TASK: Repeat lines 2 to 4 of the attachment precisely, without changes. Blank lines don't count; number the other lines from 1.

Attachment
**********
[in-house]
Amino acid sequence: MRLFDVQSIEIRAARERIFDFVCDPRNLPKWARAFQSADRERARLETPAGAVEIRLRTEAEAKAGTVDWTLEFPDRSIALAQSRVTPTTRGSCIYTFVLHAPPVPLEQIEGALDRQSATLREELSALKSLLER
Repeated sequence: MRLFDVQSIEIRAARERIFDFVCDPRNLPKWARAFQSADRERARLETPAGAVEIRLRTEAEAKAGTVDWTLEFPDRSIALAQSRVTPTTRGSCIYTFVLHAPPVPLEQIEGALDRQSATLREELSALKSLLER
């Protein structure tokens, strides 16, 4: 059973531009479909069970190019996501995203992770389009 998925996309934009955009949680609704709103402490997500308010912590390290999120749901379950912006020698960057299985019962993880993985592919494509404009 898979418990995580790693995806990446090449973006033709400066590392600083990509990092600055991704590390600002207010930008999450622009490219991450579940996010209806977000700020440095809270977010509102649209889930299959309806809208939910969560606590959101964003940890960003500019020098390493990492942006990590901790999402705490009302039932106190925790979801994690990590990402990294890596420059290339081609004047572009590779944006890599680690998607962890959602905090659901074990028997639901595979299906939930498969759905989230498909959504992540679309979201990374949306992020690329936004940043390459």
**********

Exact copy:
Amino acid sequence: MRLFDVQSIEIRAARERIFDFVCDPRNLPKWARAFQSADRERARLETPAGAVEIRLRTEAEAKAGTVDWTLEFPDRSIALAQSRVTPTTRGSCIYTFVLHAPPVPLEQIEGALDRQSATLREELSALKSLLER
Repeated sequence: MRLFDVQSIEIRAARERIFDFVCDPRNLPKWARAFQSADRERARLETPAGAVEIRLRTEAEAKAGTVDWTLEFPDRSIALAQSRVTPTTRGSCIYTFVLHAPPVPLEQIEGALDRQSATLREELSALKSLLER
């Protein structure tokens, strides 16, 4: 059973531009479909069970190019996501995203992770389009 998925996309934009955009949680609704709103402490997500308010912590390290999120749901379950912006020698960057299985019962993880993985592919494509404009 898979418990995580790693995806990446090449973006033709400066590392600083990509990092600055991704590390600002207010930008999450622009490219991450579940996010209806977000700020440095809270977010509102649209889930299959309806809208939910969560606590959101964003940890960003500019020098390493990492942006990590901790999402705490009302039932106190925790979801994690990590990402990294890596420059290339081609004047572009590779944006890599680690998607962890959602905090659901074990028997639901595979299906939930498969759905989230498909959504992540679309979201990374949306992020690329936004940043390459």